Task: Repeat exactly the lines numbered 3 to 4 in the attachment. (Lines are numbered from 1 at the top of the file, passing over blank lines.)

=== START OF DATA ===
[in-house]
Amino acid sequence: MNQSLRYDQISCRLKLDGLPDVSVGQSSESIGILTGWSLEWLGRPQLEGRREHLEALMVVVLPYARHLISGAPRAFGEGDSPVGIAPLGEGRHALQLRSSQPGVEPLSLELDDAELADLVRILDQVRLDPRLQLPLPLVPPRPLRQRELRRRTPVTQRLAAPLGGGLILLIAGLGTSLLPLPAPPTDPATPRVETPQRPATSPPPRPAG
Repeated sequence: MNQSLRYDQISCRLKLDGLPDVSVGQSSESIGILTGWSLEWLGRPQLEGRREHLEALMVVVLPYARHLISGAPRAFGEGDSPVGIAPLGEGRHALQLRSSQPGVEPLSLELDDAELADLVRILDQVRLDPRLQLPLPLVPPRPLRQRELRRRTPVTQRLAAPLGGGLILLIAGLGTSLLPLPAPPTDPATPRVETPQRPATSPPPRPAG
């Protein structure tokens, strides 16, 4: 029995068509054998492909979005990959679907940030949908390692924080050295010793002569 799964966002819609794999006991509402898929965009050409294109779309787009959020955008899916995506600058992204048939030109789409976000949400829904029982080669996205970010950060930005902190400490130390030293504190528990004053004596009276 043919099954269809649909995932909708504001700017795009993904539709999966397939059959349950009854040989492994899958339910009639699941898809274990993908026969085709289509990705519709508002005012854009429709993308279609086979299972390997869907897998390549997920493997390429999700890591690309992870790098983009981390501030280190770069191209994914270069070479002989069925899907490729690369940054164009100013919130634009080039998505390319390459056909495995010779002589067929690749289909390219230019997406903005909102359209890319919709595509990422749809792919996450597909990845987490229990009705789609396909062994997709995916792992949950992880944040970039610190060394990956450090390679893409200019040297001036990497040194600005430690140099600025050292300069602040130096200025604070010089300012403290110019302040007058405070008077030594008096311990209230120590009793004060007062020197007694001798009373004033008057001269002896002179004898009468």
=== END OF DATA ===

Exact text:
Repeated sequence: MNQSLRYDQISCRLKLDGLPDVSVGQSSESIGILTGWSLEWLGRPQLEGRREHLEALMVVVLPYARHLISGAPRAFGEGDSPVGIAPLGEGRHALQLRSSQPGVEPLSLELDDAELADLVRILDQVRLDPRLQLPLPLVPPRPLRQRELRRRTPVTQRLAAPLGGGLILLIAGLGTSLLPLPAPPTDPATPRVETPQRPATSPPPRPAG
């Protein structure tokens, strides 16, 4: 029995068509054998492909979005990959679907940030949908390692924080050295010793002569 799964966002819609794999006991509402898929965009050409294109779309787009959020955008899916995506600058992204048939030109789409976000949400829904029982080669996205970010950060930005902190400490130390030293504190528990004053004596009276 043919099954269809649909995932909708504001700017795009993904539709999966397939059959349950009854040989492994899958339910009639699941898809274990993908026969085709289509990705519709508002005012854009429709993308279609086979299972390997869907897998390549997920493997390429999700890591690309992870790098983009981390501030280190770069191209994914270069070479002989069925899907490729690369940054164009100013919130634009080039998505390319390459056909495995010779002589067929690749289909390219230019997406903005909102359209890319919709595509990422749809792919996450597909990845987490229990009705789609396909062994997709995916792992949950992880944040970039610190060394990956450090390679893409200019040297001036990497040194600005430690140099600025050292300069602040130096200025604070010089300012403290110019302040007058405070008077030594008096311990209230120590009793004060007062020197007694001798009373004033008057001269002896002179004898009468």